SKOWHEGAN, Maine — The attorney for convicted killer Shannon Atwood of Canaan has asked for a new trial, stating that Justice Nancy Mills, who ruled in the case, was “unduly tainted by prejudicial publicity and prior knowledge.”

The attorney contends that Mills knew a previous victim of Atwood’s — she was Mills’ hairdresser — and that Mills used Atwood’s conviction in that case as part of the information she based her guilty verdict on earlier this year.

“This is a touchy matter,” Attorney John Alsop said Wednesday. “But I must do my duty to my client.”

On July 2, Atwood was found guilty of murdering Cheryl Murdoch, 38, in the summer of 2006 and leaving her bludgeoned body in the Burrill woods of Canaan just a few miles from the home the couple shared on Route 23.

Police found Murdoch’s body on Aug. 11, 2006. The charge that he also murdered his estranged wife, Shirley Moon Atwood, 35, was dropped in November 2007. During the Murdoch murder investigation, it was discovered that Moon-Atwood had been missing since early 2006.

At Somerset County Superior Court in Skowhegan last July, Mills heard 49 witnesses over five days in Atwood’s case, which was built largely on circumstantial evidence. After finding Atwood guilty, Mills deferred sentencing until a state-requested forensic psychological examination is completed. A conviction could result in a term of 25 years to life.

Alsop said Wednesday that “we are walking a fine line here. We are not suggesting that Justice Mills did anything improper.” But Alsop also said that it was unclear how much weight Mills put on her knowledge of Atwood’s previous conviction. “We don’t really know and we need to review the situation,” he said.

In his motion, Alsop states that during the trial, the Bangor Daily News and the Central Maine Morning Sentinel published stories about one of Atwood’s previous victims, Jen Nickerson Steward.

Fifteen years ago, Atwood attacked and brutally beat Steward when she tried to break off their relationship. The two were living in Bingham at the time.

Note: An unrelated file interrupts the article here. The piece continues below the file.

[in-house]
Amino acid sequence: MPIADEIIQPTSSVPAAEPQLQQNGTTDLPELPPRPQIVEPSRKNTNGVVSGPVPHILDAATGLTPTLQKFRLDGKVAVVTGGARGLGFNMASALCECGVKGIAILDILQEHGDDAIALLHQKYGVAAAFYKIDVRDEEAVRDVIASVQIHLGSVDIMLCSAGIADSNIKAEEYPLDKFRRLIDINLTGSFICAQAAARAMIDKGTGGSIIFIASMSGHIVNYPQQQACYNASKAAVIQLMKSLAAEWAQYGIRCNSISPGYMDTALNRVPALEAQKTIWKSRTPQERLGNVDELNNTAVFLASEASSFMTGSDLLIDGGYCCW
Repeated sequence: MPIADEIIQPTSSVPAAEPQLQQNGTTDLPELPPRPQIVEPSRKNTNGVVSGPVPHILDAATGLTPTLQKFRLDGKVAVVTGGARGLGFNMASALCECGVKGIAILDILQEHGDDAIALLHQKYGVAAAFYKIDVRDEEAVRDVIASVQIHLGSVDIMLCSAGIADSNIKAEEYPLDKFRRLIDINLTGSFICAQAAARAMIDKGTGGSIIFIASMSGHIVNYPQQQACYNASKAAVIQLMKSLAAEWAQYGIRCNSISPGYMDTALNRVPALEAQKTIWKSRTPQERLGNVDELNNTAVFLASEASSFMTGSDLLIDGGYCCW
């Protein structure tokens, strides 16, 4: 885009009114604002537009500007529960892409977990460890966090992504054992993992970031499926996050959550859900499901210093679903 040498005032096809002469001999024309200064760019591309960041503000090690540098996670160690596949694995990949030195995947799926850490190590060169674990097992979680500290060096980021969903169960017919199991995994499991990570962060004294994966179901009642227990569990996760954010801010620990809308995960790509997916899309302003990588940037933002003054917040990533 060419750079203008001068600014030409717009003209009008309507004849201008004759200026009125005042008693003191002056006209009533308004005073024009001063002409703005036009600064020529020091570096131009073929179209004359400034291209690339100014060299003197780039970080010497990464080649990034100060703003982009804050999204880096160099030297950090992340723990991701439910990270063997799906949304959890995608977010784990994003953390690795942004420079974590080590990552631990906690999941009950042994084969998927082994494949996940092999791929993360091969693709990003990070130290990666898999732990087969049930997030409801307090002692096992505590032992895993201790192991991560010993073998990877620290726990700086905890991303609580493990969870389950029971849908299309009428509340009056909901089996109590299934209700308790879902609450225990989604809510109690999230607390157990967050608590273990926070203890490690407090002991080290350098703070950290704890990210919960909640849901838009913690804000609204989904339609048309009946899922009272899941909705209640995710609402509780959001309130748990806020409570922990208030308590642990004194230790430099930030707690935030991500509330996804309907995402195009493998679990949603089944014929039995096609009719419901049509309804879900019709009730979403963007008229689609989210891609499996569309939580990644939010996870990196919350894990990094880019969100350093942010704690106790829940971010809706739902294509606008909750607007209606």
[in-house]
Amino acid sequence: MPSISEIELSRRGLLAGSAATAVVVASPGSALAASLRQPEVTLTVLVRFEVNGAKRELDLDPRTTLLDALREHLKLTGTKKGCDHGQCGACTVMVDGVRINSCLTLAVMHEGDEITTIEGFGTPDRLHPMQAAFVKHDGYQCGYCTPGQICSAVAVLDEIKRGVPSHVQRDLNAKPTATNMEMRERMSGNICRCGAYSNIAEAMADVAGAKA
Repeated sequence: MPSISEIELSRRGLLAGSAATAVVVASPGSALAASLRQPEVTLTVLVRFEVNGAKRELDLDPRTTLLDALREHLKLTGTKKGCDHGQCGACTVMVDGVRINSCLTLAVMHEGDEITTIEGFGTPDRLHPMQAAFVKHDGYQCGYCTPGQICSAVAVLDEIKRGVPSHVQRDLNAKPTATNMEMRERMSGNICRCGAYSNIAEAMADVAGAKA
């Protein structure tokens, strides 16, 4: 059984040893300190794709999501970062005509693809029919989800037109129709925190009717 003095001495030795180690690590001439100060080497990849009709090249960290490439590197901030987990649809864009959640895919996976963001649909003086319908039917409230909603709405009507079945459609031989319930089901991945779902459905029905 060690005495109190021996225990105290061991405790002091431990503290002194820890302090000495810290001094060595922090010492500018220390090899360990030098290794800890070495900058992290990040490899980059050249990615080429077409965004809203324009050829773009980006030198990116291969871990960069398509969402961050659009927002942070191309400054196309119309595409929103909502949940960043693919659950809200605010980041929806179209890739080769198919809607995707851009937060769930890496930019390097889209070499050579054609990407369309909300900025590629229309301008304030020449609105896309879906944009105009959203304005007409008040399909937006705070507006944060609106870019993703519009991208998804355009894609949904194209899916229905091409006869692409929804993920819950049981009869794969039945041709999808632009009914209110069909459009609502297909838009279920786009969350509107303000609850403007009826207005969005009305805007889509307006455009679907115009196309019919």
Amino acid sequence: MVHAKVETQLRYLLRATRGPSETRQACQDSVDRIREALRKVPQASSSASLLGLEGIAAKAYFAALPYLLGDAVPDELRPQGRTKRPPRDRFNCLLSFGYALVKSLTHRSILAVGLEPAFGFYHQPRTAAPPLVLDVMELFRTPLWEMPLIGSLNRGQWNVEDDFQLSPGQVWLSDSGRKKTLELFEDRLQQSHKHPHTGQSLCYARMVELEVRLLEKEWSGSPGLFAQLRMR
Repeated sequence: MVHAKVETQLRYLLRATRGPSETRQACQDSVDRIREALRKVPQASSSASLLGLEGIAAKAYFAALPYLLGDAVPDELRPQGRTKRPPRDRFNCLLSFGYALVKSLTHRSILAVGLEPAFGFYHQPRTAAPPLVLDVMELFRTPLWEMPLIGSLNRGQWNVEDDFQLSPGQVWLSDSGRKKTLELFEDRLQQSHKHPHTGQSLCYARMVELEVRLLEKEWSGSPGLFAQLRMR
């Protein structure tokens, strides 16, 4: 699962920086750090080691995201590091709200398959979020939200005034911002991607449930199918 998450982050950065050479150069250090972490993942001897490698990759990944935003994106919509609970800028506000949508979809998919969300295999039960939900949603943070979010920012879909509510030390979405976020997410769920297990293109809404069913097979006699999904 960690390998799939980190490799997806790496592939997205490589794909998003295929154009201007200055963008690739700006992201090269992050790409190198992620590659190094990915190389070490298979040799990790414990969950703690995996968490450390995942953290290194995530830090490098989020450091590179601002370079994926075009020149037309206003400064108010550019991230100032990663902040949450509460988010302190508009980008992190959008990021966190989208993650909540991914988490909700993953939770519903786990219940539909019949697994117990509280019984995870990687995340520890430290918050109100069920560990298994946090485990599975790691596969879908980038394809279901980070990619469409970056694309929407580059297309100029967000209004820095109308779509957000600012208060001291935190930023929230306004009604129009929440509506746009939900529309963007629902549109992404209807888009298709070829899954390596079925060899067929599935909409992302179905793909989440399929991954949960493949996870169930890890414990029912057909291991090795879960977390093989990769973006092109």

Atwood was convicted of aggravated assault and sentenced to six years in prison. All but three years were suspended, and Atwood ended up serving 14 months in prison.

Before she rendered her verdict in Atwood’s murder trial this year, Alsop said Mills held an attorney’s conference in her chambers and said that she had read the story and realized that Steward was her hairdresser. “Mills said she was reminded when she read the paper and stopped reading the paper when she made that connection,” Alsop’s motion states.

Just moments later, when she rendered the guilty verdict, Mills referred to Atwood’s statements to police on Aug. 10, 2006, when he was interviewed before his arrest.

“I’ve been to f….. prison,” Atwood said. “I know you guys know that, and I’ve been back out now for almost 12 years. I’m pretty proud of that and I ain’t going back.”

The motion states that since Mills referenced the killer’s prior criminal involvement as part of her decision regarding a verdict, it was incorrect and prejudicial.

“This was a close and difficult case,” Alsop said, and be-cause Mills appears to have relied on the statement as “a significant building block upon which the conviction is based,” he asked for Mills to reconsider her verdict or order a new trial.

“These facts do certainly create the appearance of a verdict unduly tainted by prejudicial publicity and prior knowledge,” the motion states.

Alsop said Wednesday that if the same circumstance had come to light regarding a juror, he would have made the same motion.

“This is a serious case and a serious conviction,” Alsop said. “Obviously we need to be very careful.”

Alsop filed the motion in August, but a hearing has been delayed while Mills recovers from a medical condition.